Location: Forage and Range ResearchTitle: Improving Stress Tolerance and Yield in Orchardgrass (Dactylis Glomerata) Author
Submitted to: Meeting Abstract
Publication Type: Abstract Only
Publication Acceptance Date: 3/9/2009
Publication Date: 3/17/2009
Citation: Bushman, B.S. 2009. Improving Stress Tolerance and Yield in Orchardgrass (Dactylis Glomerata). Meeting Abstract. Interpretive Summary:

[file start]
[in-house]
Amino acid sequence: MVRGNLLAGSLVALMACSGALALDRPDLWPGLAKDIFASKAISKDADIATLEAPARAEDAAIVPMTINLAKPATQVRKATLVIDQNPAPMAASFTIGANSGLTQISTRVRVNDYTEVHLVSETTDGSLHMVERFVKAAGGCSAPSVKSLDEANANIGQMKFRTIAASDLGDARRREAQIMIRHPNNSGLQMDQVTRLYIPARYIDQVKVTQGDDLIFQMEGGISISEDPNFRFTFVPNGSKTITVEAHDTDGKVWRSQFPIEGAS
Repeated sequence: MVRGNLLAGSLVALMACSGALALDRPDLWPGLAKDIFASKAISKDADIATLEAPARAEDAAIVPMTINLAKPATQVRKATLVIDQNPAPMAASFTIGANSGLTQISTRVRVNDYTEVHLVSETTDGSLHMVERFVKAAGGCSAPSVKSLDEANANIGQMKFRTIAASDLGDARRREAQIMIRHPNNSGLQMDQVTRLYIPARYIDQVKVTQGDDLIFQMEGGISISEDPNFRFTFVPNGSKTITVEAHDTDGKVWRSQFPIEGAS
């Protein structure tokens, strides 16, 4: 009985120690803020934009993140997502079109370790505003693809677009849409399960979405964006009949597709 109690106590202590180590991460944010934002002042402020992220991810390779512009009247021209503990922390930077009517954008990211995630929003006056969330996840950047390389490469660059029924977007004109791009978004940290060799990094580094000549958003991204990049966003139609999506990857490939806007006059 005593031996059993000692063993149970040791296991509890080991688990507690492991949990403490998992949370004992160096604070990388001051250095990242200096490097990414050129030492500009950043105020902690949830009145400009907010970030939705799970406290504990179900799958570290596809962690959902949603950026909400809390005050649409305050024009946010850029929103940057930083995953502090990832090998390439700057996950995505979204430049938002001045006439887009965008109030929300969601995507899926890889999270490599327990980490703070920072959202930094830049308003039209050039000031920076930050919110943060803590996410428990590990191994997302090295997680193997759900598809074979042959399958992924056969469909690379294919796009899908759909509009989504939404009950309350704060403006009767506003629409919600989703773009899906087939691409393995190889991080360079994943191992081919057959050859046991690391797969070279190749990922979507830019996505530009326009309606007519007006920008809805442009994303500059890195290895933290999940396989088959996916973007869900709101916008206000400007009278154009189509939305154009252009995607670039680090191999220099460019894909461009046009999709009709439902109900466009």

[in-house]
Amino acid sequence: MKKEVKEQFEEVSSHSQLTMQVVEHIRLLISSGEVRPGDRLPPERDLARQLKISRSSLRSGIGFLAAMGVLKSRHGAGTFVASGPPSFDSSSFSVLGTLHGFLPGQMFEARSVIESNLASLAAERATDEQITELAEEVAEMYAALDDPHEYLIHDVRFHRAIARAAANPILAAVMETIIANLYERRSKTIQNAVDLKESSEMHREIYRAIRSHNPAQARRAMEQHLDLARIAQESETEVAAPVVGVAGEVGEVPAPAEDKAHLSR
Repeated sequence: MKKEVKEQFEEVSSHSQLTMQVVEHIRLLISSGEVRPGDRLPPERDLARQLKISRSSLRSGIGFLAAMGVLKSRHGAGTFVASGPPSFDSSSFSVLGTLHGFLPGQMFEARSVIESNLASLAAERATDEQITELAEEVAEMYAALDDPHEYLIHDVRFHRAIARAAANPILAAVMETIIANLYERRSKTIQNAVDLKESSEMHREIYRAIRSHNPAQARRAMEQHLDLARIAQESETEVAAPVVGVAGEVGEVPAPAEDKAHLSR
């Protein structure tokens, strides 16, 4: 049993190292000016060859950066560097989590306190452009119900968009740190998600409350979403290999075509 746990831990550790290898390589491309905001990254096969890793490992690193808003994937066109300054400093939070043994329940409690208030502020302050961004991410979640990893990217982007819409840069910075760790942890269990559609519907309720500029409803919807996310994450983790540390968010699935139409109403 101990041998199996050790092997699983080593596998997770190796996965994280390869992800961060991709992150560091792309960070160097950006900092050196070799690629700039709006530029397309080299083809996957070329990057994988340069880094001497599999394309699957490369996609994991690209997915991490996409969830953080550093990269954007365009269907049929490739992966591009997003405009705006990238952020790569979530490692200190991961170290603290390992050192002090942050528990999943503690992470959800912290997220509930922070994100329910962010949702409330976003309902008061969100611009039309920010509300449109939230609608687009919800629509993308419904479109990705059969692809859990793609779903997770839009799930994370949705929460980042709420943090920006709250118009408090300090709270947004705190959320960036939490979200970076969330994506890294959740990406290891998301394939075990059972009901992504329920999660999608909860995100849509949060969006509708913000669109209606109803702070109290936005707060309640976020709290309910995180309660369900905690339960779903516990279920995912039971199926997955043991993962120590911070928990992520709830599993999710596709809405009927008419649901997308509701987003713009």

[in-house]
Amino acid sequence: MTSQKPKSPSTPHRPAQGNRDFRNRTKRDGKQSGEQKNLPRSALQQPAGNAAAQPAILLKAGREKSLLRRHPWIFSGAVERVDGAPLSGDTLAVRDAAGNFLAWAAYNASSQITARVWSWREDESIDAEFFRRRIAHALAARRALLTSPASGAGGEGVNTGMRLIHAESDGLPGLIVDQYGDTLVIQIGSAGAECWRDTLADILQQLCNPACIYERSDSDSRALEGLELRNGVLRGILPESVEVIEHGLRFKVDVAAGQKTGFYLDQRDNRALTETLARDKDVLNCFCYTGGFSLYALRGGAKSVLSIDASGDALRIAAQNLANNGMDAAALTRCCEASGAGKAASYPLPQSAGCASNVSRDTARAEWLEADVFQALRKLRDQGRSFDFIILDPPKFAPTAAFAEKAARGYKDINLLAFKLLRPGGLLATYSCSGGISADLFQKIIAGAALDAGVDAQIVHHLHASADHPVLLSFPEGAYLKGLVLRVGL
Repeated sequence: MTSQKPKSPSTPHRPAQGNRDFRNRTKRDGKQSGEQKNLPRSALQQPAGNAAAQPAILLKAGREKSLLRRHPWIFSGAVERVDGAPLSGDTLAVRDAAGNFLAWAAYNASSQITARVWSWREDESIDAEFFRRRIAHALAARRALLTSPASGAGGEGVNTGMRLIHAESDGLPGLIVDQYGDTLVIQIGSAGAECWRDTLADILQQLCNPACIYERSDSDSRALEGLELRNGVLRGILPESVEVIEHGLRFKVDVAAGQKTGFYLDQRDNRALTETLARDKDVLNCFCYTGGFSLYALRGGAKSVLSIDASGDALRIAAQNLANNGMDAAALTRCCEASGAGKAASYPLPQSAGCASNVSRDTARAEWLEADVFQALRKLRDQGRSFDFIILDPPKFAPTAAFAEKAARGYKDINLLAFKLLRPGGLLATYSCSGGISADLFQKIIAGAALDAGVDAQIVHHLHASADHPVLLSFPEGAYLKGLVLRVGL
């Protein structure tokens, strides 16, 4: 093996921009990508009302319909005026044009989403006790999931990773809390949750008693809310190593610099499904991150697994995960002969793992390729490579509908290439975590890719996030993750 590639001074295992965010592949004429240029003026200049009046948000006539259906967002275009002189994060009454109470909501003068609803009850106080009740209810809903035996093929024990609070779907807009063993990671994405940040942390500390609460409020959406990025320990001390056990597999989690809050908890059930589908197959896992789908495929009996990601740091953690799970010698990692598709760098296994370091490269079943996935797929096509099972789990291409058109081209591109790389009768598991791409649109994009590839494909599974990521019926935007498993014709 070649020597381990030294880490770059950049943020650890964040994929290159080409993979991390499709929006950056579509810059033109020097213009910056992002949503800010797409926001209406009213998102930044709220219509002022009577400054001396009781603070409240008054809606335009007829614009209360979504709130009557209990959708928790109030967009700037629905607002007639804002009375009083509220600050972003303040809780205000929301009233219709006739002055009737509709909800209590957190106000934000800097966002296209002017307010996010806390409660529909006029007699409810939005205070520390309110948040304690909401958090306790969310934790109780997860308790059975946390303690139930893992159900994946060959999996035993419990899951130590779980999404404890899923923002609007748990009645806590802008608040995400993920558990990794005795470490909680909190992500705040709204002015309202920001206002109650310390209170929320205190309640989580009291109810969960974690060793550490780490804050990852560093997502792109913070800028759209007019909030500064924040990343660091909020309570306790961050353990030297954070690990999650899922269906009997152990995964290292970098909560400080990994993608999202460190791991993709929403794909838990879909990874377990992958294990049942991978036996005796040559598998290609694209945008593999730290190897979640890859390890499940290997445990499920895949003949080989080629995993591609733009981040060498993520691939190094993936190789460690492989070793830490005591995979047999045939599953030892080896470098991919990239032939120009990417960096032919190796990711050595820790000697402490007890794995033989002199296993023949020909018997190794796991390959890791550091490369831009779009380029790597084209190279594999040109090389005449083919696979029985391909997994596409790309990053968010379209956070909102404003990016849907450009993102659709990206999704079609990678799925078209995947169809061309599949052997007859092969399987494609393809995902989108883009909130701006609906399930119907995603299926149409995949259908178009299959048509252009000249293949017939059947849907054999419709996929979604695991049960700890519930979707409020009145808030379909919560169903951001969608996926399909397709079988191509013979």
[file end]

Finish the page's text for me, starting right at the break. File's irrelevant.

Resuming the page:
Technical Abstract: Orchardgrass is a forage of choice in irrigated pastures in the western U.S.A. due to its high quality and biomass production. However, orchardgrass periodically suffers from drought and freezing stresses, to a greater extent than some other forage grasses. Additionally, U.S. orchardgrass breeding efforts usually focus on varieties for middle and eastern portions of the country that receive more rainfall. Thus, to improve orchardgrass for the western U.S., the USDA-ARS Forage and Range Research Lab (FRRL) initiated a breeding and improvement program. Orchardgrass breeding populations have been developed for: 1) germplasm with increased yield under irrigation in semi-arid conditions, 2) germplasm with winter-hardiness in locations without snow cover, and 3) semi-hybrid germplasm for potential increased yield. Further studies are underway to develop DNA marker resources in orchardgrass, to and discover the genetic mechanisms of winter-hardiness and flowering time. An EST library was constructed from cold-hardened crowns, salt and drought stressed shoots, and salt and drought stressed roots. Over 15,000 EST unigenes were sequenced from the library, providing 1,200 EST-SSR markers. Most markers showed high homology to ESTs and genes in other grasses and have been assigned putative genetic map positions based on synteny with orthologous genes in rice. A set of 23 SSR markers were used to compare genetic relationships of three cultivars to 15 orchardgrass subspecies. It was found that subspecies lobata was the nearest relative to all three cultivar checks and that within population variation was less in cultivars than it was in subspecies. Future research at the FRRL will continue to focus on developing cultivars for the semi-arid western U.S.A., determining genetic mechanisms responsible for stress tolerance traits and identifying DNA markers associated with stress tolerance genes.